As the church in Rome grew in number, so did the opinions of what is right and what is wrong, leading to factions and infighting within the church.  Paul obviously had his convictions, but he was wise enough not to impose his own convictions on others; rather, he brought the whole conversation back to the core of the Gospel: to establish the reign of God in each life and community, and from there he laid the well-established pillars (or values) of the Kingdom of God: “what promotes righteousness, peace and joy in God? Do this!”

  1. If someone who works with you were to compile your core values based on what they hear you talk about, what would that list contain? Try to honestly write this down.
  2. Such core values are very useful in directing a life or community in what is most important, as it strives to emulate what it desires to produce. As an exercise, prayerfully compile a list of core values (3-5) that could act as guideline to navigate
    1. your personal life
    2. the fellowship group or work department which you lead
  3. How would you make these values “workable”? Prayerfully consider which practices/ habits would transfer these guiding values from the paper to the heart of the group/ community.

Leaders commission members for service

Confident leaders recognize gifts and abilities in those around them; they coach and encourage them to bring out the best in them, and then they create space and commission them in their fields of greatness.

Look at this helpful video by Theo Burmeister speaking from experience about releasing members into service.


Acts 6:1-6

1 Now in these days when the disciples were increasing in number, a complaint by the Hellenists [or Greeks] arose against the Hebrews because their widows were being neglected in the daily distribution. And the twelve summoned the full number of the disciples and said, “It is not right that we should give up preaching the word of God to serve tables.Therefore, brothers, pick out from among you seven men of good repute, full of the Spirit and of wisdom, whom we will appoint to this duty. But we will devote ourselves to prayer and to the ministry of the word.” And what they said pleased the whole gathering, and they chose Stephen, a man full of faith and of the Holy Spirit, and Philip, and Prochorus, and Nicanor, and Timon, and Parmenas, and Nicolaus, a proselyte of Antioch. These they set before the apostles, and they prayed and laid their hands on them.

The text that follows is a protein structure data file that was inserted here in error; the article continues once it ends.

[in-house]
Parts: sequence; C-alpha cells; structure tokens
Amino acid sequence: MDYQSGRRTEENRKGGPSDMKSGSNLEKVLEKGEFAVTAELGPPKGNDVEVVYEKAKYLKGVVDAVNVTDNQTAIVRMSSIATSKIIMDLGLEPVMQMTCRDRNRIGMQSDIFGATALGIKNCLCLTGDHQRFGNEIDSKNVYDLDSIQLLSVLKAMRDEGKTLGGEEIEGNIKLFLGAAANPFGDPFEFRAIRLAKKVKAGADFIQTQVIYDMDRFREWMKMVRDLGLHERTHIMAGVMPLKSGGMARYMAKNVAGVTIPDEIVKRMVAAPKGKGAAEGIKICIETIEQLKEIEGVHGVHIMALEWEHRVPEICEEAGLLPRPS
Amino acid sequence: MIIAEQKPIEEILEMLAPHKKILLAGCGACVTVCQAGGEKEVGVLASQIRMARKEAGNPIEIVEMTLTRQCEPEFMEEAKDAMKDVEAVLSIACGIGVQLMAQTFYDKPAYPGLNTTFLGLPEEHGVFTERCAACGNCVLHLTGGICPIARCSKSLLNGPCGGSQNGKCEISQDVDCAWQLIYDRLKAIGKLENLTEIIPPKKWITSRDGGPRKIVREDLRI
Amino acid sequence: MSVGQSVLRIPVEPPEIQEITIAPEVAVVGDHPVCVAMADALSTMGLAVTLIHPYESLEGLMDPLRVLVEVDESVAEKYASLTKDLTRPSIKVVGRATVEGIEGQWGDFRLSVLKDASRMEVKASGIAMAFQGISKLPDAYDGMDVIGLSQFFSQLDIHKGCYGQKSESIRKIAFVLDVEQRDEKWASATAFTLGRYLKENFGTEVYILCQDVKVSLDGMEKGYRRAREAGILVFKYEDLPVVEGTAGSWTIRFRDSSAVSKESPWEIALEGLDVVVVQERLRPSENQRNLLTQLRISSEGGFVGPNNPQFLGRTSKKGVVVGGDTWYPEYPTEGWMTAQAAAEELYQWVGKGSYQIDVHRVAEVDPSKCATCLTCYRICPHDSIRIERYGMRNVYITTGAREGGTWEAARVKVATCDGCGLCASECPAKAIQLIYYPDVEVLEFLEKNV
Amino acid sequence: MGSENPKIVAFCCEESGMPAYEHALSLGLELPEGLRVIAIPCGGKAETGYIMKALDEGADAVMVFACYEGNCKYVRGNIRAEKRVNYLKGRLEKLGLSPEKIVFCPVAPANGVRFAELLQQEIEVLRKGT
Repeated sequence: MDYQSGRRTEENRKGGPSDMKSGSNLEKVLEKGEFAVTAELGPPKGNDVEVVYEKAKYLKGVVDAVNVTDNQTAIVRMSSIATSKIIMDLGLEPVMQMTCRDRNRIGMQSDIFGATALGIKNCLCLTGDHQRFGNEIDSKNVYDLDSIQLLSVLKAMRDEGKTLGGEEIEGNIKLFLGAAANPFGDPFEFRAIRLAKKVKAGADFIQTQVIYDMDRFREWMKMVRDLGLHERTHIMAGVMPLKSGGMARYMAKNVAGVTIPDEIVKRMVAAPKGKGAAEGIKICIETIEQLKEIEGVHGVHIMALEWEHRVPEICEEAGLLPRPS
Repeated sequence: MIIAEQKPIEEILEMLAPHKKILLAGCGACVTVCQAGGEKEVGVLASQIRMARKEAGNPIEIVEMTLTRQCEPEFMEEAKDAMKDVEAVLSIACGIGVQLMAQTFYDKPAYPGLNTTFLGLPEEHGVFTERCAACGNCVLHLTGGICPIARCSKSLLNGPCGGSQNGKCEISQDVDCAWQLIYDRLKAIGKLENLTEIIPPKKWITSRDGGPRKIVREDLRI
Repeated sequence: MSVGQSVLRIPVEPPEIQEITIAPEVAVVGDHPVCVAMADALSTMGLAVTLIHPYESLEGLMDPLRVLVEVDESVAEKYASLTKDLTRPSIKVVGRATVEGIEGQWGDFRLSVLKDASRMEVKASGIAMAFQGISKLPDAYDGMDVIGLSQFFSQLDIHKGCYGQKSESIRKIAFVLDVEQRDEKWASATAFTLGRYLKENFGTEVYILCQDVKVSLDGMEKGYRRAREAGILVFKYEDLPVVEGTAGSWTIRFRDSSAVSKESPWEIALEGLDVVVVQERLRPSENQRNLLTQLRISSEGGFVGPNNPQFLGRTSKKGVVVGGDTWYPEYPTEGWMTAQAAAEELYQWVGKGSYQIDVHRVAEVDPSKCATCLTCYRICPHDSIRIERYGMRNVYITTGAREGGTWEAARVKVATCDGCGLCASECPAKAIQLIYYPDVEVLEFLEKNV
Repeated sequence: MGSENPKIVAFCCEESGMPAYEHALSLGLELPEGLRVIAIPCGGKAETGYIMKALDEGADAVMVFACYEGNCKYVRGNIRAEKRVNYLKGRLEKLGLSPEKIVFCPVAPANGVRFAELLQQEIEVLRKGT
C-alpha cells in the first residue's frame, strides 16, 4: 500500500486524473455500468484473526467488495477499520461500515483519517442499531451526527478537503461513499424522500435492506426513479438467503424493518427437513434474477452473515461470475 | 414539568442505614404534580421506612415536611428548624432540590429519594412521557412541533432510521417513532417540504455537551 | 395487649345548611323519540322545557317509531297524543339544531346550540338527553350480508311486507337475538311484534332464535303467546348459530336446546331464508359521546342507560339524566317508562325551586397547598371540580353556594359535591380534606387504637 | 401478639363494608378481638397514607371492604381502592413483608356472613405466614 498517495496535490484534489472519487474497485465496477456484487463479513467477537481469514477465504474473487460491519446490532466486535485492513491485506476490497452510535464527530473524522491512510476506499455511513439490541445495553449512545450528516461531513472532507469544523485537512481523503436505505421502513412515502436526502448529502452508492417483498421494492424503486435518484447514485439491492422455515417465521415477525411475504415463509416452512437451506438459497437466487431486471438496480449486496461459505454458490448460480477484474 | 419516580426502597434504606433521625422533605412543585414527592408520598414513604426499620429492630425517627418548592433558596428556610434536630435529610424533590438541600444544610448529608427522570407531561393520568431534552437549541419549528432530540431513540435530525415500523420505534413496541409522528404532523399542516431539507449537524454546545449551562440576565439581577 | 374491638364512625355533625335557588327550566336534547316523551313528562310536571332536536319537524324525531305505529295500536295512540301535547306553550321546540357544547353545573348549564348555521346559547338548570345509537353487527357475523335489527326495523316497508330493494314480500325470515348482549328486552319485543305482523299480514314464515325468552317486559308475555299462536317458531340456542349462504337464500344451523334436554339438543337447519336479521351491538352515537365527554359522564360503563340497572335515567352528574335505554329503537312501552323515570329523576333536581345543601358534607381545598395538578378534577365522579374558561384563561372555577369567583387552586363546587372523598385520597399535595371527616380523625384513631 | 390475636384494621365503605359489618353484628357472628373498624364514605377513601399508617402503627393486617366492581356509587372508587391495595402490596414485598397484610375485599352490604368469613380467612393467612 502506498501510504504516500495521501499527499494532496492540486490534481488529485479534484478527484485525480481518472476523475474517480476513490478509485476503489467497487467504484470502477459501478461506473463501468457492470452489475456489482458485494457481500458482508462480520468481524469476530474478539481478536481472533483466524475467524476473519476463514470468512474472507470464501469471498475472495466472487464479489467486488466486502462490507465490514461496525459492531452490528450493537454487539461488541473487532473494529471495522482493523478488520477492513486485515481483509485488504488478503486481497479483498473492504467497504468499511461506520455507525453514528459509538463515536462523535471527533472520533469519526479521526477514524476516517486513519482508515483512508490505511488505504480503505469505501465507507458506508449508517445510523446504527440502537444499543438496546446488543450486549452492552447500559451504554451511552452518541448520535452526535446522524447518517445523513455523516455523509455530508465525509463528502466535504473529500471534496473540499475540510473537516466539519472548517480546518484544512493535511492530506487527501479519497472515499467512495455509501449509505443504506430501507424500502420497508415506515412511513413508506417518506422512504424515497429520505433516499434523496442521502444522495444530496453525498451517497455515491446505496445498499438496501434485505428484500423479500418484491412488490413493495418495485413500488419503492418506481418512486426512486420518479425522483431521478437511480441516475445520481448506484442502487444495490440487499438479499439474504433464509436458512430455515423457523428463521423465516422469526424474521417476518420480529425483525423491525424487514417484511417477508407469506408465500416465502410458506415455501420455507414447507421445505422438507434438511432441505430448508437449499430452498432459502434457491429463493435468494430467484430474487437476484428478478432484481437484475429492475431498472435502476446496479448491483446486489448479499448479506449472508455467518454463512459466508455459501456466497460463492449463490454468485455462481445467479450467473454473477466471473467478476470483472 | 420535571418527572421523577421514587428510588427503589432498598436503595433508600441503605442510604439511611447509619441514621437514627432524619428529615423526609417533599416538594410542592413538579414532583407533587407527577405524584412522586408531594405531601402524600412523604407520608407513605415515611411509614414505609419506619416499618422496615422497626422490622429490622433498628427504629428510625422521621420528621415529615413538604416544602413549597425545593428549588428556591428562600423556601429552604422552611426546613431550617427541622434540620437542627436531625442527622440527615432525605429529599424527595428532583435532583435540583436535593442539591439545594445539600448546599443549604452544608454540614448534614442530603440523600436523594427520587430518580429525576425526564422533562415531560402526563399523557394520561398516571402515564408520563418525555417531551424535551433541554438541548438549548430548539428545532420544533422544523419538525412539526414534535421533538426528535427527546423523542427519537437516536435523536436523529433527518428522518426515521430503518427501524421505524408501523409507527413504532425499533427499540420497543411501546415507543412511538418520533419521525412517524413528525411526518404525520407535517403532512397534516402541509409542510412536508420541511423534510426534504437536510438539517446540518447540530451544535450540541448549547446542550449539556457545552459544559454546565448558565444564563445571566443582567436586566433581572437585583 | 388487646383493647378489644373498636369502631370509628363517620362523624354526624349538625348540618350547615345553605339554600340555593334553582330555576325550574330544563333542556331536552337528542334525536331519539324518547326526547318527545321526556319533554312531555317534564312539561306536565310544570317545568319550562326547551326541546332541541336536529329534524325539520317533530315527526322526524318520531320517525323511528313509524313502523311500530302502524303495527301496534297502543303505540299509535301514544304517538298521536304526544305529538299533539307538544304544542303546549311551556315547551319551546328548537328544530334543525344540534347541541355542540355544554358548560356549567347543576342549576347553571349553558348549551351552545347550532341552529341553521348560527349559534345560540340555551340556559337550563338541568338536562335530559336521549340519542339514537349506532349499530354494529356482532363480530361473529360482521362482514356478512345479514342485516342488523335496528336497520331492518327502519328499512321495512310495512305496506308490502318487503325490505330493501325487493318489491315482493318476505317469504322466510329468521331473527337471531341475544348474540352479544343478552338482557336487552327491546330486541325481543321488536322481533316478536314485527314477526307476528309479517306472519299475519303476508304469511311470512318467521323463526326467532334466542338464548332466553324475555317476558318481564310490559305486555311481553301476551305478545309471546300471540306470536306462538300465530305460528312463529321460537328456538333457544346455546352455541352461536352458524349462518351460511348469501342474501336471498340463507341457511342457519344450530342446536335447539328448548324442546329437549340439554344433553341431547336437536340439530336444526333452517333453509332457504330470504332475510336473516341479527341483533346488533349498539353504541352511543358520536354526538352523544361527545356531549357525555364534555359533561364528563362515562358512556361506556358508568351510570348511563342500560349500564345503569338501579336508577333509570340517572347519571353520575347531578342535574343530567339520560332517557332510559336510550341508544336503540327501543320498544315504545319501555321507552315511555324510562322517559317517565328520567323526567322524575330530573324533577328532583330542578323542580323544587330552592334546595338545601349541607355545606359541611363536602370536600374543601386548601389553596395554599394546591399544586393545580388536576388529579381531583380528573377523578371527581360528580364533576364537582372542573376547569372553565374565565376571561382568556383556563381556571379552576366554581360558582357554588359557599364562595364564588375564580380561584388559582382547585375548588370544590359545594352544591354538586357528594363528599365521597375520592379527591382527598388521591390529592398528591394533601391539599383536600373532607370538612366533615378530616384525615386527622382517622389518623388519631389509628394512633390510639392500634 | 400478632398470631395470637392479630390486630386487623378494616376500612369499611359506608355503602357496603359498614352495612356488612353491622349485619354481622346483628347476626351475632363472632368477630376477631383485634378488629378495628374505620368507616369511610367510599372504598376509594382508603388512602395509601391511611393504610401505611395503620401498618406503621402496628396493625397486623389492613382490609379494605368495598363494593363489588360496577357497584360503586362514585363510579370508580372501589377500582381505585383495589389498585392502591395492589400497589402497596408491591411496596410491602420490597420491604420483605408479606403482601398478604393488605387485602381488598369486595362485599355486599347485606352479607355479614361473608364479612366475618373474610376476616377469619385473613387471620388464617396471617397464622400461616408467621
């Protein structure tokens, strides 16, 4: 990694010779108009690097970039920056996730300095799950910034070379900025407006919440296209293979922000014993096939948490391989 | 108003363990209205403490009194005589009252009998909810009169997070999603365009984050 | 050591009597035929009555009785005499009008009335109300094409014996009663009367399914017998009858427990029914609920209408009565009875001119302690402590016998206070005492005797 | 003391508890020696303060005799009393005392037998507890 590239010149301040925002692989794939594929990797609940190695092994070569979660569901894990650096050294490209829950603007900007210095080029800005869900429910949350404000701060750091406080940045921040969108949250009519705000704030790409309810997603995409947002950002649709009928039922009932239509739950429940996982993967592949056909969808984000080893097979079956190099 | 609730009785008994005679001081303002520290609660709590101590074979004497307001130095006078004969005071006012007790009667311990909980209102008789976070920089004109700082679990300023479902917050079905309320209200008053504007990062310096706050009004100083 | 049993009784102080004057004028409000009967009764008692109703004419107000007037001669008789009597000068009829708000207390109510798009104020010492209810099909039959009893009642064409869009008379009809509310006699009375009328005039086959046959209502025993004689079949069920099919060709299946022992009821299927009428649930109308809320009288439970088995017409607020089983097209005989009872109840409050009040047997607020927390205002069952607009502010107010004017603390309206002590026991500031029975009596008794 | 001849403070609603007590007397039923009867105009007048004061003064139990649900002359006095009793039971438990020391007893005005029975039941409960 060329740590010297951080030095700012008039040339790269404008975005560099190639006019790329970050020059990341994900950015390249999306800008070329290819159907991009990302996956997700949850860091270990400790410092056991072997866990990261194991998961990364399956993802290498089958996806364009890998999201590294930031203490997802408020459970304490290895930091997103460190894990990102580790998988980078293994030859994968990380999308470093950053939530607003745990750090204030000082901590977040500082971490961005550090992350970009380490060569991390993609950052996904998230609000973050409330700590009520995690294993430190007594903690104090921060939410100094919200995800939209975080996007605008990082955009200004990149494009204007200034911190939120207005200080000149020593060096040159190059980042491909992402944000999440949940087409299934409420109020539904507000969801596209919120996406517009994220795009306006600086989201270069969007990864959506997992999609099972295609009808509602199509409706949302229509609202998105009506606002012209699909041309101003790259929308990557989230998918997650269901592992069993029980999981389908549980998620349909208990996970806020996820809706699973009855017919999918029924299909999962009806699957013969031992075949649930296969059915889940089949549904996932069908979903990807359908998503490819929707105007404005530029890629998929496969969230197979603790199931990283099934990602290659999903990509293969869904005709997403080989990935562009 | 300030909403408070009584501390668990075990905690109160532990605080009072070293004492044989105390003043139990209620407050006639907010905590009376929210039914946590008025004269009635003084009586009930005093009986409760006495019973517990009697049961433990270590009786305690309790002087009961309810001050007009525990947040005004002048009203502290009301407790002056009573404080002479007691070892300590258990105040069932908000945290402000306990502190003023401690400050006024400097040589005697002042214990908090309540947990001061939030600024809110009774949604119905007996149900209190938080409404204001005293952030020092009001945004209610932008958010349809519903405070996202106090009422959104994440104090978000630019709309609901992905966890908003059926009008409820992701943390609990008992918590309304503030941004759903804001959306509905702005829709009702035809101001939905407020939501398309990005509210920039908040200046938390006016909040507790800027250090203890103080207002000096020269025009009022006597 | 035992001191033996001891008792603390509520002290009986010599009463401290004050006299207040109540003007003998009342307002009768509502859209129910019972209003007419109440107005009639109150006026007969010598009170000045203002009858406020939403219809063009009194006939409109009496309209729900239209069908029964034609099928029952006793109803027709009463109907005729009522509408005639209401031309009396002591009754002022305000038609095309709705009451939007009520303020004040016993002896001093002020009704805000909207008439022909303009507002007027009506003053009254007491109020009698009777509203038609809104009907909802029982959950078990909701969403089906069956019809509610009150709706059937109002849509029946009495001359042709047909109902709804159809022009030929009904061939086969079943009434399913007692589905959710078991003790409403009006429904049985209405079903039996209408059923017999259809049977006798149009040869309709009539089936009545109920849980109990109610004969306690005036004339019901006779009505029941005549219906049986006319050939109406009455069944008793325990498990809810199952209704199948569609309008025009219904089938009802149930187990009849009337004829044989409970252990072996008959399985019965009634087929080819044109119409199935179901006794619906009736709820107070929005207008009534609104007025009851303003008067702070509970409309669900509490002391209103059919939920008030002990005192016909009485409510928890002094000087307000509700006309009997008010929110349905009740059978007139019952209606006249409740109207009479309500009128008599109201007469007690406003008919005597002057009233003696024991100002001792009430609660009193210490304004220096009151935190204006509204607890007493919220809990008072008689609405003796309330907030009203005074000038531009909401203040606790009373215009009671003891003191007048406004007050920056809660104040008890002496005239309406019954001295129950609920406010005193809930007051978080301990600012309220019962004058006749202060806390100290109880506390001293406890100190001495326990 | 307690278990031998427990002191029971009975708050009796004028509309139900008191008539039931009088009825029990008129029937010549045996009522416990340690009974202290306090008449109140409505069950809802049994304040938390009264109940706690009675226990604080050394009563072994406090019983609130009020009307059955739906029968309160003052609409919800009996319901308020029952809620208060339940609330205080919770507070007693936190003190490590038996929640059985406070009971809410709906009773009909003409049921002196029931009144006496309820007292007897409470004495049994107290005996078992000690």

Observations and Reflection Questions

  1. Why were these seven deacons set aside and commissioned? [verse 1, 2]
  2. What were the required characteristics for these servants? [verse 3]
  3. Who was present when the members were commissioned for service? [verse 2]
  4. How were these men set aside for service? [verse 6]
    1. Why with laying on of hands?
    2. Why with prayer?
    3. Why publically?

Personal reflection and application

The first Apostles knew that some practical demands related to the expanding church were not their primary concern, and wisely opted to get other capable people to do that. Yet they sought for people that had a good reputation and were full of the Spirit and wisdom, and commissioned them publically.